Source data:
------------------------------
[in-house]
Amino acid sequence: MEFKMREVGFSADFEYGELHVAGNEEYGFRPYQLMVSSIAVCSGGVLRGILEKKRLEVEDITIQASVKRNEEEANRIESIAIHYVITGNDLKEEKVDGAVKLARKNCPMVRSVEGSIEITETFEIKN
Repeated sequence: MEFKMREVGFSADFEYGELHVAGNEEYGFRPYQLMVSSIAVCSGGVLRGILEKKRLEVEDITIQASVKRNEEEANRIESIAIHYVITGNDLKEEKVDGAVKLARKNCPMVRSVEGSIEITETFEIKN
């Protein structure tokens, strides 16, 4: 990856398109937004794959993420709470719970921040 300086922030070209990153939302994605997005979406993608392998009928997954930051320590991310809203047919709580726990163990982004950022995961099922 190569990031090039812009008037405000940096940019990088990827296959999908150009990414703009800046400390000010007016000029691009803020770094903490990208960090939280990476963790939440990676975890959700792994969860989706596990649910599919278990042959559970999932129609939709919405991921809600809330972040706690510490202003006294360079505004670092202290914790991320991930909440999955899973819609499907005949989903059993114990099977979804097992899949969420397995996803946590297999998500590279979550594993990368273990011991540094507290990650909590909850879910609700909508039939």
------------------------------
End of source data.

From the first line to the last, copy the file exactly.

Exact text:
[in-house]
Amino acid sequence: MEFKMREVGFSADFEYGELHVAGNEEYGFRPYQLMVSSIAVCSGGVLRGILEKKRLEVEDITIQASVKRNEEEANRIESIAIHYVITGNDLKEEKVDGAVKLARKNCPMVRSVEGSIEITETFEIKN
Repeated sequence: MEFKMREVGFSADFEYGELHVAGNEEYGFRPYQLMVSSIAVCSGGVLRGILEKKRLEVEDITIQASVKRNEEEANRIESIAIHYVITGNDLKEEKVDGAVKLARKNCPMVRSVEGSIEITETFEIKN
């Protein structure tokens, strides 16, 4: 990856398109937004794959993420709470719970921040 300086922030070209990153939302994605997005979406993608392998009928997954930051320590991310809203047919709580726990163990982004950022995961099922 190569990031090039812009008037405000940096940019990088990827296959999908150009990414703009800046400390000010007016000029691009803020770094903490990208960090939280990476963790939440990676975890959700792994969860989706596990649910599919278990042959559970999932129609939709919405991921809600809330972040706690510490202003006294360079505004670092202290914790991320991930909440999955899973819609499907005949989903059993114990099977979804097992899949969420397995996803946590297999998500590279979550594993990368273990011991540094507290990650909590909850879910609700909508039939």